College football's postseason is set.
Teams and fans alike are preparing for bowl games and playoff matchups.
While the playoff is certainly an upgrade over the BCS system, there is still room for improvement. I think I have figured out those improvements.
1) Every conference champion gets in
Do you think Western Kentucky entered the 2015 season with any hope of winning the national title? What about Bowling Green or San Diego State or Arkansas State? Each of those four teams won their conference this season and none of them had any chance of playing for a national title. For schools in Conference USA, in the Sun Belt, in the MAC, the regular season is useless. None of the teams in those leagues have a shot to get into the playoff and they know it. For years, people fretted that the playoff would render the regular season meaningless. Guess what? It's already meaningless for roughly 50% of the country.
How do we fix this problem? Easy..win your conference and you're going to the playoff. Not only would this system create more meaningful regular season matchups,, it would cause fans across the country to become more interested in leagues outside of their own. Oklahoma fans might care who won the Marshall-Southern Miss game if they thought the Sooners would have to face one of those teams in the first round. Every single conference game affect the national championship outcome. The regular season could not possibly mean more.
2) 16-team bracket.
My playoff solution involves a 16-team field. Some will argue that this would mean teams would play to many games. However, under the current system, the national champion will wind up playing 14-15 games this year. That number would increase to 16-17 in my system, meaning that schedules would be roughly the same for 99% of FBS teams.
3) Six teams receive at-large bids.
Didn't win your conference championship? No worries, you still have a chance. The playoff committee, the same one that exists now, would select the six most deserving non-champions and put them in the field. Once the 16 teams are finalized, the committee would seed them. No bonuses would be awarded for winning your conference. The Sun Belt champion with an 8-4 record would not likely not get a higher seed than an 11-2 Florida team that lost in the SEC title game.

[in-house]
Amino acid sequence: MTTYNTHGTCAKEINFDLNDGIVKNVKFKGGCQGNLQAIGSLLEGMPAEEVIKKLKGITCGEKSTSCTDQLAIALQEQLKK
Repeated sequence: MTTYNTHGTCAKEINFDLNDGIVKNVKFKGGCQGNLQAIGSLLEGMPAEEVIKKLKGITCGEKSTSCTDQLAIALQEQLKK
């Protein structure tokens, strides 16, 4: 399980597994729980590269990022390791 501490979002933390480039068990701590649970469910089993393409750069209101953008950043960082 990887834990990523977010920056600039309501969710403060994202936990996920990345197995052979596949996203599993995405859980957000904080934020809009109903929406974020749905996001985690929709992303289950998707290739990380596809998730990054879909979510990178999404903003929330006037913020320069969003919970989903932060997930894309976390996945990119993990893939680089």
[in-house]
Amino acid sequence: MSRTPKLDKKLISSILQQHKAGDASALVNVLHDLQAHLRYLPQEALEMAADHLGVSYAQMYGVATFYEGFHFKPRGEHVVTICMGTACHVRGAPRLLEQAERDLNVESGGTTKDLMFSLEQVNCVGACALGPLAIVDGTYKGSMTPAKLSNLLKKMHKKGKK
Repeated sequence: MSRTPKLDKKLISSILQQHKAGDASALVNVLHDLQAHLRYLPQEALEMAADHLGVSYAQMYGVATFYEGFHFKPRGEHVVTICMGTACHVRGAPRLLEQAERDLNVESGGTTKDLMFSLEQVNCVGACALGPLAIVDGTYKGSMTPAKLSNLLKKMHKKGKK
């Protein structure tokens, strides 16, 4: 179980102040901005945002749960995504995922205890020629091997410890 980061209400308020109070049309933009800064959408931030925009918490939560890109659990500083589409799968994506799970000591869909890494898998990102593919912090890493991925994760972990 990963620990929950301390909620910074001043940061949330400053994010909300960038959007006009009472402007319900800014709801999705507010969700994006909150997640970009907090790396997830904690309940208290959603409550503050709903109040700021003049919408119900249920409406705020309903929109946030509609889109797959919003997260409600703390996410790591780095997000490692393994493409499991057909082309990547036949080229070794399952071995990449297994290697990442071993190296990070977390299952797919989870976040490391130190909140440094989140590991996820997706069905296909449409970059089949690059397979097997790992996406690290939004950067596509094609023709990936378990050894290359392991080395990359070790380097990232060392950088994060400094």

4) Higher seeds host until the national championship.
No going to Dallas, then turning around and traveling to Glendale. If you earn the top seed in the 16-team field, you're at home until the very end. Games would be far more likely to be sold out (no embarrassing wide shots of empty upper decks) and lower-seeded teams would have the opportunity to earn national respect. Western Michigan beats Clemson and Baylor at their places to advance to the Final Four? No one will say the Broncos didn't deserve to be in the playoff.
5) Bowl games still exist.
Bowl games are glorified exhibitions and will continue to be so in my system. However, if anyone is worried about the playoff games overshadowing bowls, there's a simple fix for that; play bowl games Monday through Friday and have the playoff matchups on Saturday. Round of 16 games on December 19th, quarterfinals on December 26th, semifinals on January 2nd and the championship game on January 9th. The bowl games get the weekdays to themselves and Saturdays are playoff days.
How the playoff would look this year:
#1 Clemson (ACC) vs. #16 Arkansas State (Sun Belt) - Clemson, SC
#8 Notre Dame (At-Large) vs. #9 Florida State (At-Large) - South Bend, IN
#5 Iowa (At-Large) vs. #12 Houston (American) - Iowa City, IA
#4 Oklahoma (Big 12) vs. #13 Western Kentucky (C-USA) - Norman, OK
#2 Alabama (SEC) vs. #15 Bowling Green (MAC) - Tuscaloosa, AL
#7 Ohio State (At-Large) vs. #10 North Carolina (At-Large) - Columbus, OH
#6 Stanford (Pac-12) vs. #11 TCU (At-Large) - Palo Alto, CA
#3 Michigan State (Big Ten) s. #14 San Diego State (Mountain West) - East Lansing, MI